What is Sport Specific Training?

Performance & Sport

There seems to be some confusion in the sport world about what exactly sport specific training is and what it involves. So, let’s clear things up. Sport specific training is a fitness training program designed specifically for athletic performance enhancement in the athlete’s specific sport. There is no guideline for what exactly this training program looks like or what it must include.

The central factor is that the goal of the training program is to improve performance in a specific sport. The technical aspects of the program will differ for each athlete as it depends on their sport and position, as well as their strengths and weaknesses.

There is an important difference to note between sport specific skills and sport specific performance enhancement. Sport specific skills, for example, would be shooting a basketball, while sport specific performance enhancement would involve foot speed, strength, and power.

Should You Be Incorporating Sport Specific Training?

The next most common question is surrounding the effectiveness of sport specific training. Are these methods effective at helping you to improve in your sport? And should you be sport specific training?

Let’s start this off by saying that the most sport specific training that can be done is in the sport itself. If you want to get better at skating, you must skate. However, there are also several ways that you can improve your athletic ability, in relation to your specific sport and position, within the gym.

The four main areas in a training program that can help you improve your athletic ability are:

  1. Strength and power
  2. The appropriate energy system for your sport and position
  3. Recovery
  4. Injury prevention

Injury prevention is a major reason why you should be incorporating sport specific training into your program. There are many studies out there about the most common injuries for athletes based on sport and position. So, you should understand what injuries you need to work to prevent. You can add training into your program to strengthen areas that can help prevent those specific injuries.

For example, in some sports, ankles, knees, and hips are the most commonly injured. So, in your sport specific training, you could practice bending and absorbing the shock these joints sustain during sport.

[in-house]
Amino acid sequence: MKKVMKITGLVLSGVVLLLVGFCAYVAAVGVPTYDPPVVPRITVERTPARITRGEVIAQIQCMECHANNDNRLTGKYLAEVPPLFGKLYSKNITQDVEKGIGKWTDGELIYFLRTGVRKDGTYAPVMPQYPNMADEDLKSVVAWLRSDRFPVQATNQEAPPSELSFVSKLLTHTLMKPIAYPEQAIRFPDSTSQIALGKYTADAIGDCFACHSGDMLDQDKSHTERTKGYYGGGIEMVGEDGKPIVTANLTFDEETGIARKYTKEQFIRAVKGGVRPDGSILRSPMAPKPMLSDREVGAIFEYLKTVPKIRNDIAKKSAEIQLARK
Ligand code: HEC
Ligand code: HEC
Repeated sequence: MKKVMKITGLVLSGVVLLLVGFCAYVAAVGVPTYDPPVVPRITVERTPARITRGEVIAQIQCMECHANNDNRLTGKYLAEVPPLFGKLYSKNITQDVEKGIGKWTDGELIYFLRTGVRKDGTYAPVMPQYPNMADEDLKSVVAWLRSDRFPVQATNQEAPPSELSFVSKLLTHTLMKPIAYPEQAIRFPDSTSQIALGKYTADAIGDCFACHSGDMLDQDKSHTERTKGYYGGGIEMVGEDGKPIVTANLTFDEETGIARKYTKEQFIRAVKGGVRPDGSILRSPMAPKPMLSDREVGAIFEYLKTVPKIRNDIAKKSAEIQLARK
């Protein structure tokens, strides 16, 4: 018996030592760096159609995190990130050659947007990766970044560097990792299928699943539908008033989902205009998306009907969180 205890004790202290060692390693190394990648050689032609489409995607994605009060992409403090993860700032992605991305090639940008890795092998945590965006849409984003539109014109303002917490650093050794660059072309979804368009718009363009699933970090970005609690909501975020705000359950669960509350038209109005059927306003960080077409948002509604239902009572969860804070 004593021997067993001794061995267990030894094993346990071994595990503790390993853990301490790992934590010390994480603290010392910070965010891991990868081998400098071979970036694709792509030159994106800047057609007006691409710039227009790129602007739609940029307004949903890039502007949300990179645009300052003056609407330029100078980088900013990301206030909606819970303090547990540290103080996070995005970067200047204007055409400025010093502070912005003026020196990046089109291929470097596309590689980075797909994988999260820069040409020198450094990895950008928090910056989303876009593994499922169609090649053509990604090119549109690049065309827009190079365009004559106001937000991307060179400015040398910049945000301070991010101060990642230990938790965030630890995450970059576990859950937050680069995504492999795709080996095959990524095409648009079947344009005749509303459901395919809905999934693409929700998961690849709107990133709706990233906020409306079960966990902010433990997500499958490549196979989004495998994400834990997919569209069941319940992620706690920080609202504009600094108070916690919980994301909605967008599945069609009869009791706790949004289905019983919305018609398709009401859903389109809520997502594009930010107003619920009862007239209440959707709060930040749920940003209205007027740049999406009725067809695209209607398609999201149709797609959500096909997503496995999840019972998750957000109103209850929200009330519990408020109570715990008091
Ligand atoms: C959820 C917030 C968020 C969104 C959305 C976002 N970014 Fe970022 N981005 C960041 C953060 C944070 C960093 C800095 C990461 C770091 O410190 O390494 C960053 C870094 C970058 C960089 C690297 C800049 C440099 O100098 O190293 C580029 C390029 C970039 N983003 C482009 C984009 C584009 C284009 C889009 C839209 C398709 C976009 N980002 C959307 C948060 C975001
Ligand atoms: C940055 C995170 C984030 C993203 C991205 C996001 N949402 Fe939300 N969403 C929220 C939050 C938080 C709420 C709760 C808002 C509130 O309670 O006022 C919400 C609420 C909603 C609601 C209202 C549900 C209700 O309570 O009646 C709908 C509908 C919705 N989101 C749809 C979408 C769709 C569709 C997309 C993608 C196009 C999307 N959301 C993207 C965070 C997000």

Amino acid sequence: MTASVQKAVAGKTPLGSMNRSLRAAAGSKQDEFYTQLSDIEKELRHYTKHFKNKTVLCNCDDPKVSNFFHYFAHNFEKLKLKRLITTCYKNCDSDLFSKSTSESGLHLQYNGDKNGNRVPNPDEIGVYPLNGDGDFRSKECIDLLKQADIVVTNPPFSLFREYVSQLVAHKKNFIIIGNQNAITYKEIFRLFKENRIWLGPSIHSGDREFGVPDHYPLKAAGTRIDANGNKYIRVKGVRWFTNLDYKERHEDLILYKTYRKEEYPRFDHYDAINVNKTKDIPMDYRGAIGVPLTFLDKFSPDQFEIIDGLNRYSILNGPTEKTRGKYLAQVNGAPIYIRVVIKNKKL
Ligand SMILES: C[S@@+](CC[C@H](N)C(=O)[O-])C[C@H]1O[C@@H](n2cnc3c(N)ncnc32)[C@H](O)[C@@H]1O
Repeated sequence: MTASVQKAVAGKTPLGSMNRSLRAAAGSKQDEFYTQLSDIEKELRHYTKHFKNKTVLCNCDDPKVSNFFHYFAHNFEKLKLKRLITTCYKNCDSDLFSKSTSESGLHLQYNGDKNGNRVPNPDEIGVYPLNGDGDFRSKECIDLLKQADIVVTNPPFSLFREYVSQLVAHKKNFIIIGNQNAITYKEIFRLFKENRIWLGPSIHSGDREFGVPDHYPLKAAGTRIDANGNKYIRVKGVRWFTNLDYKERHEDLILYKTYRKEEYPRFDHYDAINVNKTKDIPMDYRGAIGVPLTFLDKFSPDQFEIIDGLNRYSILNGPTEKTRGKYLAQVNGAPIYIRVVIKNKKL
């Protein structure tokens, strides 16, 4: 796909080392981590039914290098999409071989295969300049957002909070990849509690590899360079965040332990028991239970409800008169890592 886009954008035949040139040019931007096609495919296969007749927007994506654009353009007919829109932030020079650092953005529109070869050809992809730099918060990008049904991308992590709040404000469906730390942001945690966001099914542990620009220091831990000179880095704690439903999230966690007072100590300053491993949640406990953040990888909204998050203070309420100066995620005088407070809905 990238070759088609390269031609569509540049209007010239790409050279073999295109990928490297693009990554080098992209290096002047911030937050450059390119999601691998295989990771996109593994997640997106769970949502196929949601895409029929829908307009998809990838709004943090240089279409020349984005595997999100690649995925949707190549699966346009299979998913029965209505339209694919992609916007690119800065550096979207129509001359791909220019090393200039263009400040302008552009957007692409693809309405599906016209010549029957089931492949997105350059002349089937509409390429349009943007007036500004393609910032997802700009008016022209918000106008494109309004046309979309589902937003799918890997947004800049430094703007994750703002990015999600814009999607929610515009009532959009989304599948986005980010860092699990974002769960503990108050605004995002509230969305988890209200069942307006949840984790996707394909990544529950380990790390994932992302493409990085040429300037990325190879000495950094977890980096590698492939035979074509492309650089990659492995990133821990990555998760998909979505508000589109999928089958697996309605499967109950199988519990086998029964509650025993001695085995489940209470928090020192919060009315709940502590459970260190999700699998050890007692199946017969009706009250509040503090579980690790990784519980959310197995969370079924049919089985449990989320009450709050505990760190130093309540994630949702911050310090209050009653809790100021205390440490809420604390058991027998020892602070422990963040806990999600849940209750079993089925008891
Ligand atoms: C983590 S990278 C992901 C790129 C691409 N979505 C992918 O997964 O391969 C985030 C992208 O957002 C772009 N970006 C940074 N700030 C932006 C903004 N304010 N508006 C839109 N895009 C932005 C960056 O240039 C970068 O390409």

While general training is great for overall fitness. It does not address the specific needs of athletes participating in sports to reduce injuries. Therefore, sport specific training is essential.

How to Design a Sport Specific Training Program

The best place to start when designing a sport specific training program is by determining the basic qualities that your sport and position demands. Think about the types of contractions involved in the sport’s movements. Consider what energy systems are used. Is there running, jumping, lunging, rotational movement, single-legged, or double? You should have a comprehensive understanding of the movements involved in your sport and in your specific position. Choose weights and plyometrics that are functional to these movements.

Next, we recommend assessing your current fitness abilities in relation to the items above. Determine which areas need improvement and which areas might only need maintenance. Design a program with a focus on improving the areas that are lacking and maintaining the areas that you are excelling in.

When designing a program, you must keep all these items in mind. Also, consider that almost all athletes require explosive power, muscular endurance, and maximal strength. You can train for explosive strength, for example, by adding a sport specific action, such as sprinting or jumping, directly after a lift. For example, you could perform power cleans, followed by hurdle jumps.

Finally, in order to excel in your sport, we recommend not only sport specific performance enhancement training, but also sport specific skill training. If you want to improve your performance, you must practice your sport. But use your time in the gym to work towards improving your overall athletic performance and training the areas specifically related to your sport.